109. Why do endotherms need to be well insulated from the external environment? ANS: Endotherms maintain body temperatures that are much higher than the surrounding environment. As a result, heat tends to flow out of these animals in order to establish an equilibrium with the external environment. Having insulation slows down the process of heat loss in these animals. PTS: 1

DIF: Synthesis

REF: 18

110. Describe the difference in temperature range between small bodies of water and open ocean areas. What adaptations do you expect to see in the animals living in either body of water? ANS: Small bodies of water are subject to extreme ranges of temperature because heat can be gained or lost fairly quickly. In the open ocean temperature ranges are much narrower. As a result, animals living in areas having large temperature ranges will tend to be adapted for these changes. Animals living in the open ocean will be intolerant to significant changes in the ambient temperature. PTS: 1 26

DIF: Synthesis

Chapter 2—Fundamentals of Ecology

REF: 18


Introduction to Marine Biology 4th Edition Karleskint Test Bank Full Download: http://alibabadownload.com/product/introduction-to-marine-biology-4th-edition-karleskint-test-bank/ 111. Osmoconforming animals, such as the spider crab, that live in the open ocean show little ability to withstand large variations in salinity, while coastal animals, such as the closely related fiddler crab, show great ability to withstand large salinity changes. Explain why this is the case, considering the relevant abiotic features of both habitats. ANS: In the open ocean where the spider crab lives, salinity does not change drastically. Therefore, these animals do not need adaptations that allow them to withstand salinity changes. In contrast, the fiddler crab lives in muddy coastal estuarine areas where salinity fluctuates greatly. These animals have adaptations that allow them to survive in hyposaline or hypersaline waters. PTS: 1

DIF: Synthesis / Application

REF: 18-19

112. Barnacles and mussels compete with each other for space on the rocky intertidal. What type of interaction exists between these two species? If you knew that mussels are capable of occupying all available space in the rocky intertidal then what would happen to the barnacles? What keeps mussels from crowding out barnacles throughout the entire intertidal zone? ANS: Mussels and barnacles show interspecific competition for space in the rocky intertidal. If mussels were unhampered, they would eliminate the barnacles from the intertidal in what is called competitive exclusion. Mussels don't completely eliminate barnacles because predators keep mussel populations within narrow limits, and because mussels are relatively intolerant to exposure, so barnacles can occupy the upper reaches of the intertidal. PTS: 1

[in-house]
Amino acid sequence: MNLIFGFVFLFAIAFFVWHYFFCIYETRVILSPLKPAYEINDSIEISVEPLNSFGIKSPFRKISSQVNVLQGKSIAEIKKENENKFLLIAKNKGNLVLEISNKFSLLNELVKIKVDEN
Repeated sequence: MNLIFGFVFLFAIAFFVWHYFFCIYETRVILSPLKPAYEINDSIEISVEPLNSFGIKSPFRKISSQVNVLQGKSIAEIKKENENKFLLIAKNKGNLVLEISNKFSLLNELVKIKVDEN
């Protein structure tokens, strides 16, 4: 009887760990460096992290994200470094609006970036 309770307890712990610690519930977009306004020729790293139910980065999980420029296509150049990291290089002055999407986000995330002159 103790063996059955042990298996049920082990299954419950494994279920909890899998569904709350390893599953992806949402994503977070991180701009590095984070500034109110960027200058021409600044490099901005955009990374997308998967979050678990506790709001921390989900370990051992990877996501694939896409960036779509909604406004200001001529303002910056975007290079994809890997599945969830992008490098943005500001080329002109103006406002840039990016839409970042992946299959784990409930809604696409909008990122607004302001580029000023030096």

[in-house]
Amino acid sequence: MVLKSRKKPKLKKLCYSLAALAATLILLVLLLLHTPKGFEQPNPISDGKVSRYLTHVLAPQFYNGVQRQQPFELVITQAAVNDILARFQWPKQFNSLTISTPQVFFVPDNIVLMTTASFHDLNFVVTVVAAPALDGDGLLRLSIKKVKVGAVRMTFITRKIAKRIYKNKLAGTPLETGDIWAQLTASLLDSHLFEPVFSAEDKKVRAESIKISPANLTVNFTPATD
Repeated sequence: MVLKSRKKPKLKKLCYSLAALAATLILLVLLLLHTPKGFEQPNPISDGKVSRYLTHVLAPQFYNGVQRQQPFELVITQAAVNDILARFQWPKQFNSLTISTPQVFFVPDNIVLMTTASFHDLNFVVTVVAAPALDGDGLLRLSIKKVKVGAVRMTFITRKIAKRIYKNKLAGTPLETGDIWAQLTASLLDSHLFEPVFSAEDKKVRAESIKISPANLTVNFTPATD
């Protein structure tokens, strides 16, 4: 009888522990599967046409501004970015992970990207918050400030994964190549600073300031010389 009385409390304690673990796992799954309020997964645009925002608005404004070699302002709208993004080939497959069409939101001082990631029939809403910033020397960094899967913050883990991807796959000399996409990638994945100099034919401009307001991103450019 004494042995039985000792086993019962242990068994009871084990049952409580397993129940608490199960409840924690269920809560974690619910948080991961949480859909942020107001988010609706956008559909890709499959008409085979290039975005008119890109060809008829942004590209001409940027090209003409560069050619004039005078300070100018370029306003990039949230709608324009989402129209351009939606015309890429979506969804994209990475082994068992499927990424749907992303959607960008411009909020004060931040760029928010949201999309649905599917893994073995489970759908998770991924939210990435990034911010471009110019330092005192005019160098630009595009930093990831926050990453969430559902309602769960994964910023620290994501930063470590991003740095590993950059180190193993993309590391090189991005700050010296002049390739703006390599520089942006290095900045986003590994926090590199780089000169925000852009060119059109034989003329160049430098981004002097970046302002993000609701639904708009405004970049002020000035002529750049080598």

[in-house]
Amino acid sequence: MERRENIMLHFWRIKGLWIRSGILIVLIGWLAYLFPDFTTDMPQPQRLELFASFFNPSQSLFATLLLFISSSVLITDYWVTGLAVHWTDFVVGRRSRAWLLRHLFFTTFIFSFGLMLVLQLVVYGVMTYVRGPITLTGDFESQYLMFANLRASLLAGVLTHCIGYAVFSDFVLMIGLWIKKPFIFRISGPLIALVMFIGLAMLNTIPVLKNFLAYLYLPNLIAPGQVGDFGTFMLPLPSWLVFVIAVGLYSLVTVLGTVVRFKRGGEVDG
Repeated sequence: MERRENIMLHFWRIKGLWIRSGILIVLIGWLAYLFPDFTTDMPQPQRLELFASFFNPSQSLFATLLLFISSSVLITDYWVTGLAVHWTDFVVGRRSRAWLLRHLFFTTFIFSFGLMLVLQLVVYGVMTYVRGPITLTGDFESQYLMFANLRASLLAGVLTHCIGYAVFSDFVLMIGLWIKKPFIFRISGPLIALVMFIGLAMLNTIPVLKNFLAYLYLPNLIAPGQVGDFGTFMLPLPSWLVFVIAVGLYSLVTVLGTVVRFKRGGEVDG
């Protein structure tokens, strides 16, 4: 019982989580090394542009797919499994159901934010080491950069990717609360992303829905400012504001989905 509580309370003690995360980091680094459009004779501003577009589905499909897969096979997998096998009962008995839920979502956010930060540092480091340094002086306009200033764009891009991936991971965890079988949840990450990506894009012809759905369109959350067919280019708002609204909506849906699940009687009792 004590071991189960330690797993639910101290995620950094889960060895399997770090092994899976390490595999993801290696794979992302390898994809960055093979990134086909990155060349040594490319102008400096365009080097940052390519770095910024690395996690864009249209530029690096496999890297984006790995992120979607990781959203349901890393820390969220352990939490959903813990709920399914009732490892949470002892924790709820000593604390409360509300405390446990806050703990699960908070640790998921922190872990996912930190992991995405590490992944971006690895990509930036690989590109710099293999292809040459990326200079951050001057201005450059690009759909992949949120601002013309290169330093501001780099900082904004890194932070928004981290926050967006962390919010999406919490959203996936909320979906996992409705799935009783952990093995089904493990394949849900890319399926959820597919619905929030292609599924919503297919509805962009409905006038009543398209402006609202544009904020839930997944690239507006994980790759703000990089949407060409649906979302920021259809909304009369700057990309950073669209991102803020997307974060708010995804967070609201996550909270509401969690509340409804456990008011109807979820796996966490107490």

DIF: Synthesis

REF: 28

113. What is the difference between the rocky intertidal community and the rocky intertidal ecosystem? ANS: A community is an assemblage of populations of different species, whereas an ecosystem is the community and the physical environment in which they live. PTS: 1

DIF: Synthesis

REF: 15–25

114. Explain why the number of trophic levels in a given ecosystem is limited. ANS: This is because energy is transferred from one level to the next with very low efficiency. As a result, energy loss prevents significant energy transfer at the highest trophic levels. The loss of energy with each transfer also explains why the collective biomass of successively higher trophic levels decreases. PTS: 1

27

DIF: Recall

REF: 34-35

Chapter 2—Fundamentals of Ecology

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Introduction to Marine Biology 4th Edition Karleskint Test Bank  

Full download : http://alibabadownload.com/product/introduction-to-marine-biology-4th-edition-karleskint-test-bank/ Introduction to Marine B...

Introduction to Marine Biology 4th Edition Karleskint Test Bank